“Bizjet operators have told us that even after installing our equipment, they think they could save $100,000 a year by doing least-cost routing, bouncing between the two systems,” he said.
Another use case Stone listed is balancing satellite’s generally asymmetric bandwidth, where speedy downloads typically go hand in hand with sluggish uploads. Stone said aircraft can receive forward-link services where data is sent to the aircraft, like streaming video, via satellites very effectively, but return links get trickier. Satellite return links are often only a fraction of the throughput of forward links, and new aero-applications such as aircraft health monitoring require getting data off of planes in greater quantities. Stone said SmartSky’s ATG network will have forward link speeds akin to Ka- and Ku-band high-throughput satellites, but with a return link nearly just as fast.
John Apostolides, the senior vice president at Macquarie Capital who leads many of the firm’s satellite, IFC and maritime broadband advisory and capital-raising efforts, said he sees a move away from airlines signing exclusively to one connectivity provider for their entire fleet.
“Historically, as an example, if you flew American or Delta, you knew exactly who the connectivity provider was,” Apostolides said. “Now it’s not that clear. When you look at American, they are using Gogo, Panasonic and ViaSat and may be looking to use some other providers for certain routes or types of planes. Southwest recently made an announcement where it has Global Eagle and Panasonic providing service to its whole fleet. There are likely other airlines that will be doing the same thing over time.”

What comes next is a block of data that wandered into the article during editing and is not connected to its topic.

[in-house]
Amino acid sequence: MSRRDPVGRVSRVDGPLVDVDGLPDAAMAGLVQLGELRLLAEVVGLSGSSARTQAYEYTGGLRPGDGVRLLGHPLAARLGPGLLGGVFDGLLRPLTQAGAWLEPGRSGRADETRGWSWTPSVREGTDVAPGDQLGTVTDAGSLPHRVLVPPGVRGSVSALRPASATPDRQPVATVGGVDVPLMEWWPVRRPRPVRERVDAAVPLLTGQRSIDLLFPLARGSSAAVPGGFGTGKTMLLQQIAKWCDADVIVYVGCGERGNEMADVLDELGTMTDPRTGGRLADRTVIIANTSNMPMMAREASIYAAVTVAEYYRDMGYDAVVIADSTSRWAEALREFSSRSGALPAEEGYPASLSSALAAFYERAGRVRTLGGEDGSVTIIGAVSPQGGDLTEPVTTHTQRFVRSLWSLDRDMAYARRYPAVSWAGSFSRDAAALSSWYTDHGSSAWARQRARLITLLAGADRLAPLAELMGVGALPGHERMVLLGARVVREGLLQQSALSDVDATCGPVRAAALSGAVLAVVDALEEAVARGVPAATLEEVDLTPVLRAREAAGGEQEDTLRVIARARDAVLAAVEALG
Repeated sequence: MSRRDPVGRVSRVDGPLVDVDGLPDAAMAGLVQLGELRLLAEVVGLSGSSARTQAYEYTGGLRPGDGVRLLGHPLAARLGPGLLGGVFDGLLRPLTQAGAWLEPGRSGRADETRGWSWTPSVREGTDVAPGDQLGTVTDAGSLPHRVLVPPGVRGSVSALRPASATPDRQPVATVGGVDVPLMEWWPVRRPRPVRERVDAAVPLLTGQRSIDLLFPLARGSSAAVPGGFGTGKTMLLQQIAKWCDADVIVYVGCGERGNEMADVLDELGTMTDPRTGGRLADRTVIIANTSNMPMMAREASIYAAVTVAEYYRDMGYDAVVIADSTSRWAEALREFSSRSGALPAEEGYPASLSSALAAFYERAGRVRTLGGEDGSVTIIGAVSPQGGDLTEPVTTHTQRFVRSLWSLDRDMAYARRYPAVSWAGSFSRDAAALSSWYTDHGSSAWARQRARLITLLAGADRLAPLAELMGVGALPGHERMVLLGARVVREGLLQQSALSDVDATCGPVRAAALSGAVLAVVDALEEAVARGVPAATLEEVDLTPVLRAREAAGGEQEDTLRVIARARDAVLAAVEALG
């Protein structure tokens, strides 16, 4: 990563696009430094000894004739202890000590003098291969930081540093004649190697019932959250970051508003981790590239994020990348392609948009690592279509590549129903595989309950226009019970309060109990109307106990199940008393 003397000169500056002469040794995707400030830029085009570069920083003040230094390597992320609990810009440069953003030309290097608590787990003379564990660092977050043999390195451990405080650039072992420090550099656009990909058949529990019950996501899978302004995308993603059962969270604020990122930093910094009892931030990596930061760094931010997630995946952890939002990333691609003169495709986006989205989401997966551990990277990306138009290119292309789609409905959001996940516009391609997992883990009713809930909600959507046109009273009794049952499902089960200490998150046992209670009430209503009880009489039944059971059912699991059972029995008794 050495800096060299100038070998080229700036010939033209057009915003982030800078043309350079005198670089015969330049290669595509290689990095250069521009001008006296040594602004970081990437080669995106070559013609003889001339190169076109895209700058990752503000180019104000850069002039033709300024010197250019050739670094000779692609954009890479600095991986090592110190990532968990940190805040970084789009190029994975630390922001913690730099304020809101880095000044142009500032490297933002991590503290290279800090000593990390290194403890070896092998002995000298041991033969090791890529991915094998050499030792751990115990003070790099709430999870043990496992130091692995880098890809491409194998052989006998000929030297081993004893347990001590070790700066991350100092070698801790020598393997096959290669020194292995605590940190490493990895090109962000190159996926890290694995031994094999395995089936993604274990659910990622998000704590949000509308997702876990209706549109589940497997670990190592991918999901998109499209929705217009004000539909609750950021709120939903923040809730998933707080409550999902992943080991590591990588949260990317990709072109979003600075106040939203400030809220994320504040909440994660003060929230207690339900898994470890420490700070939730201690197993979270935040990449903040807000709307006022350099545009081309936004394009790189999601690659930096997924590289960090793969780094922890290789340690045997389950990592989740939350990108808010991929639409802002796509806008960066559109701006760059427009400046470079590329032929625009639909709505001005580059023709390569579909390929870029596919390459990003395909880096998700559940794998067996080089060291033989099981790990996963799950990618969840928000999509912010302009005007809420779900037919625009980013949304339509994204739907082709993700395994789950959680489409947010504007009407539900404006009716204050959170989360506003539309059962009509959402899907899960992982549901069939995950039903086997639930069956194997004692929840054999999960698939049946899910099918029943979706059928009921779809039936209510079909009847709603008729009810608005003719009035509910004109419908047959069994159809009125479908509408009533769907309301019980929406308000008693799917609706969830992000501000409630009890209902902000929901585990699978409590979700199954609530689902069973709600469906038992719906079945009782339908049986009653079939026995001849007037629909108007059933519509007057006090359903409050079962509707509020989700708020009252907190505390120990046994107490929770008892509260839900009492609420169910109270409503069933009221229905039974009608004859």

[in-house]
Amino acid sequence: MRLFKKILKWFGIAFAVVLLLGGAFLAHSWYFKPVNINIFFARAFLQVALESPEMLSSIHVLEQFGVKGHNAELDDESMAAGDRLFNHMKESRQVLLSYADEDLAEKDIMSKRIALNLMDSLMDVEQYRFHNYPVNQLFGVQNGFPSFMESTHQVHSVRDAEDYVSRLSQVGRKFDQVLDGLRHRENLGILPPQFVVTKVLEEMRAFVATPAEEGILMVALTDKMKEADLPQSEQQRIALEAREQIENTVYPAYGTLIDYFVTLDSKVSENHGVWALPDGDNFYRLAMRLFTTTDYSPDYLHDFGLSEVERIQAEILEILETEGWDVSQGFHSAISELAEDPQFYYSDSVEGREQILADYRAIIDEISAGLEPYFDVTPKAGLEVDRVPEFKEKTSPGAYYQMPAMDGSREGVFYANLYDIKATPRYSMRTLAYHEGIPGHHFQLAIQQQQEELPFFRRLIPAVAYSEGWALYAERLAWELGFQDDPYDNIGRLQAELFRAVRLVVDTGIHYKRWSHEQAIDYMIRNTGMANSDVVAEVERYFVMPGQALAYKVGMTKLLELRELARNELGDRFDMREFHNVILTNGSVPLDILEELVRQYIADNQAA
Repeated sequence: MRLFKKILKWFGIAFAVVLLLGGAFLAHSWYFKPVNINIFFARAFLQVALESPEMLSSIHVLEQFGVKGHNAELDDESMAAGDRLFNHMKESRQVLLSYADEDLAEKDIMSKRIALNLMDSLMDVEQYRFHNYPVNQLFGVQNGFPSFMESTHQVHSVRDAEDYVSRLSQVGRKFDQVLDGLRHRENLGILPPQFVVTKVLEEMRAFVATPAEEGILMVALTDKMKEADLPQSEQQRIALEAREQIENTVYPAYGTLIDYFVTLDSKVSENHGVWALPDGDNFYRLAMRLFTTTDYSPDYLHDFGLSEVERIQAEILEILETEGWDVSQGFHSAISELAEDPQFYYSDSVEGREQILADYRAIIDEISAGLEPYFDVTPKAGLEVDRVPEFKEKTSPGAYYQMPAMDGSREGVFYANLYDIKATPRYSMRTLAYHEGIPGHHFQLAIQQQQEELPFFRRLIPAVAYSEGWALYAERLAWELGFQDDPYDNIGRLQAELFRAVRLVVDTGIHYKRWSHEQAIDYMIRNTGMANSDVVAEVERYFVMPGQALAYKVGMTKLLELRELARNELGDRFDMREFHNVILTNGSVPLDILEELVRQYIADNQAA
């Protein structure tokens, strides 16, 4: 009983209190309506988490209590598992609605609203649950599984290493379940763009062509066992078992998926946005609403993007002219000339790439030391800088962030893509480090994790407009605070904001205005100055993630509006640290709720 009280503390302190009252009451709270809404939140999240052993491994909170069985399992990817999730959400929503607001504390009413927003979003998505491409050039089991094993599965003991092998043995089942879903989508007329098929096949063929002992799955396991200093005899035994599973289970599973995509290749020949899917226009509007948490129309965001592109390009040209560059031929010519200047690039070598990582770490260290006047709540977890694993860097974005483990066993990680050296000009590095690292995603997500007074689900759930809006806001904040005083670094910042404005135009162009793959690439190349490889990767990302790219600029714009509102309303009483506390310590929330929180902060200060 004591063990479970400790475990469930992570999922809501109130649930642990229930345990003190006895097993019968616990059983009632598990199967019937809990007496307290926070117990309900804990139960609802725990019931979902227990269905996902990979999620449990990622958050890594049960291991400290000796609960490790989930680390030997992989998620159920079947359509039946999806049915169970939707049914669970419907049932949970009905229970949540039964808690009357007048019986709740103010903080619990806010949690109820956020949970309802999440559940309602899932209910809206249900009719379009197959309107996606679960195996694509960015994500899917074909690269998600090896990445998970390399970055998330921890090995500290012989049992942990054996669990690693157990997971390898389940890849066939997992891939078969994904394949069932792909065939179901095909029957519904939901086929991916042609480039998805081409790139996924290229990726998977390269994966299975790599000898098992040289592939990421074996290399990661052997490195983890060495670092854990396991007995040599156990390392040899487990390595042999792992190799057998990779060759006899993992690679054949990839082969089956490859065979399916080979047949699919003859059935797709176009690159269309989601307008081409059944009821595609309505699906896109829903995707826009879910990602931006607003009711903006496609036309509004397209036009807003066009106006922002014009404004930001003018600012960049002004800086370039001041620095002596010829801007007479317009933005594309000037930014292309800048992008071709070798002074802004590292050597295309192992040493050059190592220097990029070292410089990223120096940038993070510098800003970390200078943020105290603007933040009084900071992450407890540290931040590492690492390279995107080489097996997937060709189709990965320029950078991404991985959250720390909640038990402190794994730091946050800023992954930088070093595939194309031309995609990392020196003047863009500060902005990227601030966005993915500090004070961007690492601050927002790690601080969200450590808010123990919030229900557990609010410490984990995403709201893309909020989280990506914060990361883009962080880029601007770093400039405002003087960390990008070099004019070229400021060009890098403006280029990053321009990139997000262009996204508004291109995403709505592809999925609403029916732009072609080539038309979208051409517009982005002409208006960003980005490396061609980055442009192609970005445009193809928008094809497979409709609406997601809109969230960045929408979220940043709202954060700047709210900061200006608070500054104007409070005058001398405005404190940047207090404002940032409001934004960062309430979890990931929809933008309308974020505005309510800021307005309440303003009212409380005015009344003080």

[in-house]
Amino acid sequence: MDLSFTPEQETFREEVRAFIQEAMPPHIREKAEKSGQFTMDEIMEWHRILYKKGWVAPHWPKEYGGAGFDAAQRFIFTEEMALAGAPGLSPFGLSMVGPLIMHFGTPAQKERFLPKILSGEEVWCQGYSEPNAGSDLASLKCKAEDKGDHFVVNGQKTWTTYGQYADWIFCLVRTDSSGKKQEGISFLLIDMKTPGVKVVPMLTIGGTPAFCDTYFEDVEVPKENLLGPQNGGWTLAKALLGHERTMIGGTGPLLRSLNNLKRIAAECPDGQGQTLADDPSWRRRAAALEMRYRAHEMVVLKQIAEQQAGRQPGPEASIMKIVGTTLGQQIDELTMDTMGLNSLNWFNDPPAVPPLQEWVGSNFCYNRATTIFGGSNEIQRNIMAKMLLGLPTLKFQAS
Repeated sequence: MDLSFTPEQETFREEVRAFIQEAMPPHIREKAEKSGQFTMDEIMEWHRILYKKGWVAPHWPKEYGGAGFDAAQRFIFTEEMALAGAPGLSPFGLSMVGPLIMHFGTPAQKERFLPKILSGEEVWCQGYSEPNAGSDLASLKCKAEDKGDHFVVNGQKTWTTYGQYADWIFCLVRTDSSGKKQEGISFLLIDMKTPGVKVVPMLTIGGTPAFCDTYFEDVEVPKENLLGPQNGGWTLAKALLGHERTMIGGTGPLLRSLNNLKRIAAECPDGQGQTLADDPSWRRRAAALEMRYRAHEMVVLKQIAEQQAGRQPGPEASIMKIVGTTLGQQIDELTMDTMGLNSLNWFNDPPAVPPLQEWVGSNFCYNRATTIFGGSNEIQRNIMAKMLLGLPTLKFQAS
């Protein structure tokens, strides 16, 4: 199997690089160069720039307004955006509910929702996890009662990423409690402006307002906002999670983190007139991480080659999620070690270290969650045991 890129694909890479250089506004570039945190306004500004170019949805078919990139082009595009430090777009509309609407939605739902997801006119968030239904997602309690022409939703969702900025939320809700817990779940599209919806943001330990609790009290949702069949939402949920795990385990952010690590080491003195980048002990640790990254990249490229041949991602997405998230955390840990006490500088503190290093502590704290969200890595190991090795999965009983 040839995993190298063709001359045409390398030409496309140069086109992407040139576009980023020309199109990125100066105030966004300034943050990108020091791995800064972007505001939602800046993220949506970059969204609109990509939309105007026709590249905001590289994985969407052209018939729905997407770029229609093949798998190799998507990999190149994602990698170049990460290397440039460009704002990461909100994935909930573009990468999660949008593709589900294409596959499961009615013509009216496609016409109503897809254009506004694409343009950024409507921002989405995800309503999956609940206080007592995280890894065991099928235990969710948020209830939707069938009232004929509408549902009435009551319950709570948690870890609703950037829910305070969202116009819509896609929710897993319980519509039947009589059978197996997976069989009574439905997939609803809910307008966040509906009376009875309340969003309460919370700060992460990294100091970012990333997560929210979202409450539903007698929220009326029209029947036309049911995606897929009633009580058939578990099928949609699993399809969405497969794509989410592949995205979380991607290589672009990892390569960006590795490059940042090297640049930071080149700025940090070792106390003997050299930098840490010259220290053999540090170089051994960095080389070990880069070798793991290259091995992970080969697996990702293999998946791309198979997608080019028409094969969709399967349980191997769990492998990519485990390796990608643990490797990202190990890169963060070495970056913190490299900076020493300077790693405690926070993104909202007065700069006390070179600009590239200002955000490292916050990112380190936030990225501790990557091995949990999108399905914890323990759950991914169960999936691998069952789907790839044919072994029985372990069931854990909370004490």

Chasing different markets?
Euroconsult’s Fargier estimates 75 percent of commercial connected aircraft are in North America, with about 60 percent of them using Gogo’s ATG. Some commercial airlines might be OK with investing in multiple connectivity systems, but given the maturity of this market, SmartSky’s foothold in aviation may have to come through greenfield opportunities in business aviation.
“[Seeing how] it requires significant investment and takes time to equip a fleet with connectivity, the impact of SmartSky on the commercial aviation market might take some time, depending on the investment cycles of each airline,” she said. “The decisions of the largest airlines might be decisive for the success of one or another service provider. First impacts from SmartSky are expected on the business aviation market, where the untapped market is larger and where decision-makers can make faster decisions.”